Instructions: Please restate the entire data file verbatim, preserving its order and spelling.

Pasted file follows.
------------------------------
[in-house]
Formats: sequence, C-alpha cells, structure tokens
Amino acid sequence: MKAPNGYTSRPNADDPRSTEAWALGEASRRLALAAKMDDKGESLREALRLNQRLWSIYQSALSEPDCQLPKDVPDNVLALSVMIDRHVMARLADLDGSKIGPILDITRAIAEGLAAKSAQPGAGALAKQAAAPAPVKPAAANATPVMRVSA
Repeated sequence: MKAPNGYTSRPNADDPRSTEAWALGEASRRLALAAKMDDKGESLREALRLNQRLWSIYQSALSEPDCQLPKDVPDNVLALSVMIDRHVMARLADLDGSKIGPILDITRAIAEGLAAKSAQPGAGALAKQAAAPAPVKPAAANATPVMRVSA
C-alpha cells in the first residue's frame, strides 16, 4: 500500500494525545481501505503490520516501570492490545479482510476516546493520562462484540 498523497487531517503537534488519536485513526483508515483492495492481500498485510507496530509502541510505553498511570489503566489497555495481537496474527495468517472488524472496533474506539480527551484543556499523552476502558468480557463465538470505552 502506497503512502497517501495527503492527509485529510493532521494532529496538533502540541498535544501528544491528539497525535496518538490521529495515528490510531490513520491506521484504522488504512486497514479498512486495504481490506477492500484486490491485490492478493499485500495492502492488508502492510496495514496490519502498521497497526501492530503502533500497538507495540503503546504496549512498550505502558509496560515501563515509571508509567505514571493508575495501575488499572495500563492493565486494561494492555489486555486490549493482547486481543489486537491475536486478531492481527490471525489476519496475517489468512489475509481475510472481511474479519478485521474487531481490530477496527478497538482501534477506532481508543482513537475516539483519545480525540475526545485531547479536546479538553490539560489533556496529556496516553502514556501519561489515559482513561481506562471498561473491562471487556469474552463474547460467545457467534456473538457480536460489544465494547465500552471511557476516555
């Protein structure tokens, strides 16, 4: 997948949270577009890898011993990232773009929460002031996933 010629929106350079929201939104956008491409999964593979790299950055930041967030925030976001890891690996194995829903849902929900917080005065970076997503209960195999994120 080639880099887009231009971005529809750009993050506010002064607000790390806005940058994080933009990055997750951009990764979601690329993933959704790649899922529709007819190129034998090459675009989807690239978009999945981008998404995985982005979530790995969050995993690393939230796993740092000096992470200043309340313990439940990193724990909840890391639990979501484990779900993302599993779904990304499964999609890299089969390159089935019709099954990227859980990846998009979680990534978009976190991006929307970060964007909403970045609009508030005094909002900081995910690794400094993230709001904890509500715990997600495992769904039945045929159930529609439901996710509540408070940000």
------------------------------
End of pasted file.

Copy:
[in-house]
Formats: sequence, C-alpha cells, structure tokens
Amino acid sequence: MKAPNGYTSRPNADDPRSTEAWALGEASRRLALAAKMDDKGESLREALRLNQRLWSIYQSALSEPDCQLPKDVPDNVLALSVMIDRHVMARLADLDGSKIGPILDITRAIAEGLAAKSAQPGAGALAKQAAAPAPVKPAAANATPVMRVSA
Repeated sequence: MKAPNGYTSRPNADDPRSTEAWALGEASRRLALAAKMDDKGESLREALRLNQRLWSIYQSALSEPDCQLPKDVPDNVLALSVMIDRHVMARLADLDGSKIGPILDITRAIAEGLAAKSAQPGAGALAKQAAAPAPVKPAAANATPVMRVSA
C-alpha cells in the first residue's frame, strides 16, 4: 500500500494525545481501505503490520516501570492490545479482510476516546493520562462484540 498523497487531517503537534488519536485513526483508515483492495492481500498485510507496530509502541510505553498511570489503566489497555495481537496474527495468517472488524472496533474506539480527551484543556499523552476502558468480557463465538470505552 502506497503512502497517501495527503492527509485529510493532521494532529496538533502540541498535544501528544491528539497525535496518538490521529495515528490510531490513520491506521484504522488504512486497514479498512486495504481490506477492500484486490491485490492478493499485500495492502492488508502492510496495514496490519502498521497497526501492530503502533500497538507495540503503546504496549512498550505502558509496560515501563515509571508509567505514571493508575495501575488499572495500563492493565486494561494492555489486555486490549493482547486481543489486537491475536486478531492481527490471525489476519496475517489468512489475509481475510472481511474479519478485521474487531481490530477496527478497538482501534477506532481508543482513537475516539483519545480525540475526545485531547479536546479538553490539560489533556496529556496516553502514556501519561489515559482513561481506562471498561473491562471487556469474552463474547460467545457467534456473538457480536460489544465494547465500552471511557476516555
């Protein structure tokens, strides 16, 4: 997948949270577009890898011993990232773009929460002031996933 010629929106350079929201939104956008491409999964593979790299950055930041967030925030976001890891690996194995829903849902929900917080005065970076997503209960195999994120 080639880099887009231009971005529809750009993050506010002064607000790390806005940058994080933009990055997750951009990764979601690329993933959704790649899922529709007819190129034998090459675009989807690239978009999945981008998404995985982005979530790995969050995993690393939230796993740092000096992470200043309340313990439940990193724990909840890391639990979501484990779900993302599993779904990304499964999609890299089969390159089935019709099954990227859980990846998009979680990534978009976190991006929307970060964007909403970045609009508030005094909002900081995910690794400094993230709001904890509500715990997600495992769904039945045929159930529609439901996710509540408070940000």